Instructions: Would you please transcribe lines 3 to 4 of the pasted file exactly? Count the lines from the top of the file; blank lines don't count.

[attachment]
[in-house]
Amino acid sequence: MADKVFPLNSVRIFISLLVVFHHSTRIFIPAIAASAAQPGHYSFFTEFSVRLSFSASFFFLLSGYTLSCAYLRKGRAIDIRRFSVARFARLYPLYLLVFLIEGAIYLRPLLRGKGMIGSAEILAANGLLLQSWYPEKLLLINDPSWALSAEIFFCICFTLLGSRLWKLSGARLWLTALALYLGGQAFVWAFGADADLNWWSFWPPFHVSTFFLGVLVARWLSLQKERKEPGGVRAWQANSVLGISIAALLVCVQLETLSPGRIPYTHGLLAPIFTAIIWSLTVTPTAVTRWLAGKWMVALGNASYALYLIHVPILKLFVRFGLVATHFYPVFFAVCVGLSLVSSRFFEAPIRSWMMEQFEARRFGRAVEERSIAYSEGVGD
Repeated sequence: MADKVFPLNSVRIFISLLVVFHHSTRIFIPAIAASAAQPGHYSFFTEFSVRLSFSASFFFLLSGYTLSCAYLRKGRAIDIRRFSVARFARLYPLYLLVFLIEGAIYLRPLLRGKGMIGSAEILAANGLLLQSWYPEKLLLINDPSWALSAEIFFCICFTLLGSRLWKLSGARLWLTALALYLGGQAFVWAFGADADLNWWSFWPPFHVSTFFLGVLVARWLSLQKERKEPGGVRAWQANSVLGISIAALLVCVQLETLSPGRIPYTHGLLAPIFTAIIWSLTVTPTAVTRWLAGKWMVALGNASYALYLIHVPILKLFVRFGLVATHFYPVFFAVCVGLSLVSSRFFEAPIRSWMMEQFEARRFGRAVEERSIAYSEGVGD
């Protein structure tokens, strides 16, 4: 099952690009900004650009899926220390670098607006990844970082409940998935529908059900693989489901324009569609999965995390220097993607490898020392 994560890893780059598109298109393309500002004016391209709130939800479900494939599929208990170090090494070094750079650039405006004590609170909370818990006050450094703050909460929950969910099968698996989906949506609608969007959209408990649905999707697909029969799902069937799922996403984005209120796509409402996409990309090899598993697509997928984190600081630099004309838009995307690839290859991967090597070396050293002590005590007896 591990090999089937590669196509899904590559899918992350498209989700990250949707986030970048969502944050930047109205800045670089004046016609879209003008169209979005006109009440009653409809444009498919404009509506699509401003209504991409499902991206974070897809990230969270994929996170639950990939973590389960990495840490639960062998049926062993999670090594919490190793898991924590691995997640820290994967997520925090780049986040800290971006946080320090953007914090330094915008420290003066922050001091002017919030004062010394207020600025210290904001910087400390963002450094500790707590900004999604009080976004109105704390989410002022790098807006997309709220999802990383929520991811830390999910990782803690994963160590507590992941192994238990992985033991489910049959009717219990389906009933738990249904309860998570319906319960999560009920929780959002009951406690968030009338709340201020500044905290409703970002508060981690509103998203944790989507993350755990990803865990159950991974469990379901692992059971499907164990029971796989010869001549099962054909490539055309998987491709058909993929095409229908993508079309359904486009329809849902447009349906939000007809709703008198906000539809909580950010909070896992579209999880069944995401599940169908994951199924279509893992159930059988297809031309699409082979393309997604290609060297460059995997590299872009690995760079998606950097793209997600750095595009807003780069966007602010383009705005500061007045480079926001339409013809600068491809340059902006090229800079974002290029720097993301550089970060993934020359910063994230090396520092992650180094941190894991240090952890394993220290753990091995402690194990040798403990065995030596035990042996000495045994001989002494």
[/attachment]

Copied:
Repeated sequence: MADKVFPLNSVRIFISLLVVFHHSTRIFIPAIAASAAQPGHYSFFTEFSVRLSFSASFFFLLSGYTLSCAYLRKGRAIDIRRFSVARFARLYPLYLLVFLIEGAIYLRPLLRGKGMIGSAEILAANGLLLQSWYPEKLLLINDPSWALSAEIFFCICFTLLGSRLWKLSGARLWLTALALYLGGQAFVWAFGADADLNWWSFWPPFHVSTFFLGVLVARWLSLQKERKEPGGVRAWQANSVLGISIAALLVCVQLETLSPGRIPYTHGLLAPIFTAIIWSLTVTPTAVTRWLAGKWMVALGNASYALYLIHVPILKLFVRFGLVATHFYPVFFAVCVGLSLVSSRFFEAPIRSWMMEQFEARRFGRAVEERSIAYSEGVGD
């Protein structure tokens, strides 16, 4: 099952690009900004650009899926220390670098607006990844970082409940998935529908059900693989489901324009569609999965995390220097993607490898020392 994560890893780059598109298109393309500002004016391209709130939800479900494939599929208990170090090494070094750079650039405006004590609170909370818990006050450094703050909460929950969910099968698996989906949506609608969007959209408990649905999707697909029969799902069937799922996403984005209120796509409402996409990309090899598993697509997928984190600081630099004309838009995307690839290859991967090597070396050293002590005590007896 591990090999089937590669196509899904590559899918992350498209989700990250949707986030970048969502944050930047109205800045670089004046016609879209003008169209979005006109009440009653409809444009498919404009509506699509401003209504991409499902991206974070897809990230969270994929996170639950990939973590389960990495840490639960062998049926062993999670090594919490190793898991924590691995997640820290994967997520925090780049986040800290971006946080320090953007914090330094915008420290003066922050001091002017919030004062010394207020600025210290904001910087400390963002450094500790707590900004999604009080976004109105704390989410002022790098807006997309709220999802990383929520991811830390999910990782803690994963160590507590992941192994238990992985033991489910049959009717219990389906009933738990249904309860998570319906319960999560009920929780959002009951406690968030009338709340201020500044905290409703970002508060981690509103998203944790989507993350755990990803865990159950991974469990379901692992059971499907164990029971796989010869001549099962054909490539055309998987491709058909993929095409229908993508079309359904486009329809849902447009349906939000007809709703008198906000539809909580950010909070896992579209999880069944995401599940169908994951199924279509893992159930059988297809031309699409082979393309997604290609060297460059995997590299872009690995760079998606950097793209997600750095595009807003780069966007602010383009705005500061007045480079926001339409013809600068491809340059902006090229800079974002290029720097993301550089970060993934020359910063994230090396520092992650180094941190894991240090952890394993220290753990091995402690194990040798403990065995030596035990042996000495045994001989002494």